by Theodore Taylor
Symbolism, Imagery, Allegory
Tons of heroes face trials in their adventures: think of all of the challenges and monsters Percy Jackson faces, for example. The coconut tree is a trial Phillip must face. He's afraid to climb the tree because he's blind, but he does so for the hungry Timothy's sake.
Squatting near me, his teeth crunching the coconut, Timothy said, "You see, Phill-eep, you do not need d'eye now. You 'ave done widout d'eye what I couldn't do wid my whole body."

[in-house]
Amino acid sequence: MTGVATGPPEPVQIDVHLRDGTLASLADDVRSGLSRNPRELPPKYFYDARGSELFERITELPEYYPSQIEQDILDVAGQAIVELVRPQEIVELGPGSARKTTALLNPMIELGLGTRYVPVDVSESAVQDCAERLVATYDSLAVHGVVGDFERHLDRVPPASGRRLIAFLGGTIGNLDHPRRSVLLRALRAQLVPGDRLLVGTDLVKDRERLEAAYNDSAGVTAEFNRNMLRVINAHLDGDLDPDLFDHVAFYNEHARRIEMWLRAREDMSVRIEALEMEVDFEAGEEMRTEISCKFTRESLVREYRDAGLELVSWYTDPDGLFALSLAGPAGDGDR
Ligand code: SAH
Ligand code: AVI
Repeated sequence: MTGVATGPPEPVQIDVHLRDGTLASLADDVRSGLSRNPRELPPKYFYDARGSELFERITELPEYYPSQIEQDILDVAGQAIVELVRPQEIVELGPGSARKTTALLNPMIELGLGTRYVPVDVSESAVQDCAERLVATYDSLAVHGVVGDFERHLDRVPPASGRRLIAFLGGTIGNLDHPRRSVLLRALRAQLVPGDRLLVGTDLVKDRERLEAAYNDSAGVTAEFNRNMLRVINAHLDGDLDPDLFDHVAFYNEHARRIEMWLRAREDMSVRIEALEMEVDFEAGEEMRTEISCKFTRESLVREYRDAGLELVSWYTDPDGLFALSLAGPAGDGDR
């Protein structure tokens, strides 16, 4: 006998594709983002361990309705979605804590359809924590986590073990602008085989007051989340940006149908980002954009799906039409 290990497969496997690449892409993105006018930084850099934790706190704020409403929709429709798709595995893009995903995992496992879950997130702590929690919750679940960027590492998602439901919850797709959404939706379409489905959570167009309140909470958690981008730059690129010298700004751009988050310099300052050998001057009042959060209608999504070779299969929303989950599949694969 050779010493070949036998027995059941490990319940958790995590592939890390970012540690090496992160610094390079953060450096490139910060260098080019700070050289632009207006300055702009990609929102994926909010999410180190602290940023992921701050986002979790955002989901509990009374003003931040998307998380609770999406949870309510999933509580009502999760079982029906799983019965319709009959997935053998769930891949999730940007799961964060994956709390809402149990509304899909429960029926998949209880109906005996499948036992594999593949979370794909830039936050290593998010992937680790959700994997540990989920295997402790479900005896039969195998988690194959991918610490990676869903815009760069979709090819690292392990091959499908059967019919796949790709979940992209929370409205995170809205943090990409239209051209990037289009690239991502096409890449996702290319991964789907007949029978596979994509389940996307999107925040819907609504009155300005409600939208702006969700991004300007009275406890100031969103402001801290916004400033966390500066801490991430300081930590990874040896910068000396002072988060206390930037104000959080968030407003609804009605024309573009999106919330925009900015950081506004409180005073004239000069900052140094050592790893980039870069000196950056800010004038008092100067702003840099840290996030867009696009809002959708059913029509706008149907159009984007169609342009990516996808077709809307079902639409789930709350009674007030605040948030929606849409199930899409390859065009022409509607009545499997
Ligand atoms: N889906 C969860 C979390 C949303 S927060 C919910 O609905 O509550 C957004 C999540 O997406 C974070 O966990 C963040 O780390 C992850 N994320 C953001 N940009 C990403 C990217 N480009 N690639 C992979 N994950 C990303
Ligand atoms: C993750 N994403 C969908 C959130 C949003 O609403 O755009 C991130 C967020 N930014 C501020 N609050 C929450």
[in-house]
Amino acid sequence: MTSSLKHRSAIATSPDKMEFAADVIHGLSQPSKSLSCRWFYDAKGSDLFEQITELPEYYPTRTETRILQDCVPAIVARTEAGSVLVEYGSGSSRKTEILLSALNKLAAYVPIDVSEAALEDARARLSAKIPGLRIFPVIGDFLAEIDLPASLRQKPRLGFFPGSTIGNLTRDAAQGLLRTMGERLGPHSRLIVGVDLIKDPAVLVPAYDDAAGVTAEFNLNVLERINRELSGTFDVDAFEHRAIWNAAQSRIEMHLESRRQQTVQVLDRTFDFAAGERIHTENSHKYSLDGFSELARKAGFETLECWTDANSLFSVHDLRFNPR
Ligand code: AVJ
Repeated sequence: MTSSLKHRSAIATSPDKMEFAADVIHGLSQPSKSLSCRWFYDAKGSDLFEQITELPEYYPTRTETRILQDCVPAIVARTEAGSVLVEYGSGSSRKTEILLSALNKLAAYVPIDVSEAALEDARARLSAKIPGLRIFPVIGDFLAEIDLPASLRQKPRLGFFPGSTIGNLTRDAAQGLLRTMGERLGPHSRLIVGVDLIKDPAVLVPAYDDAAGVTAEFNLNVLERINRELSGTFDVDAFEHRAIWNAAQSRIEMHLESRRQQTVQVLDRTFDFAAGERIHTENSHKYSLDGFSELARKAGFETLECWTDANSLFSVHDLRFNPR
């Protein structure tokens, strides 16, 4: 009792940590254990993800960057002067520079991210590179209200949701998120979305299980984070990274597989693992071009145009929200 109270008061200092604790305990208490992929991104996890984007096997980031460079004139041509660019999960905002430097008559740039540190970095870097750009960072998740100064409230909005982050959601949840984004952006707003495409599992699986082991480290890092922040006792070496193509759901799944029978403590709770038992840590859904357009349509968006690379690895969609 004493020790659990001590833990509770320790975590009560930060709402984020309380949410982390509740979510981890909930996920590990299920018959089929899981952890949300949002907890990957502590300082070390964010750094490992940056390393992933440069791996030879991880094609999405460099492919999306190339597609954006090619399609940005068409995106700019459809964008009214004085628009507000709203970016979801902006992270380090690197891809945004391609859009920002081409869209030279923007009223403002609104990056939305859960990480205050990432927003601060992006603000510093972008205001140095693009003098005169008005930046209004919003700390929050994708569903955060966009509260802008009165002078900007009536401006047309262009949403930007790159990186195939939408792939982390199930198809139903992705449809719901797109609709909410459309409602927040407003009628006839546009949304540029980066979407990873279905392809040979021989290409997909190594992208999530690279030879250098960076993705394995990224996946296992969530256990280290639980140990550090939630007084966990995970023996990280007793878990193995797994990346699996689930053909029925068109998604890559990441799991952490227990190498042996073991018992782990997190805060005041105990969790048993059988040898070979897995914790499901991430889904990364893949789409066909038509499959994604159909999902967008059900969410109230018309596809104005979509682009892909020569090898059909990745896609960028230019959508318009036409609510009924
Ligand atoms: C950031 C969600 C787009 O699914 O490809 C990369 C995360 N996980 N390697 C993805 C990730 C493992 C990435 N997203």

It was almost as if I'd graduated from the survival course that Timothy had been putting me through since we landed on the cay. (13.49-50)
Phillip's climbing the tree tells us that he has reached a certain level of maturation. He is acting as a provider for Timothy now; he has conquered his fears and can survive on his own.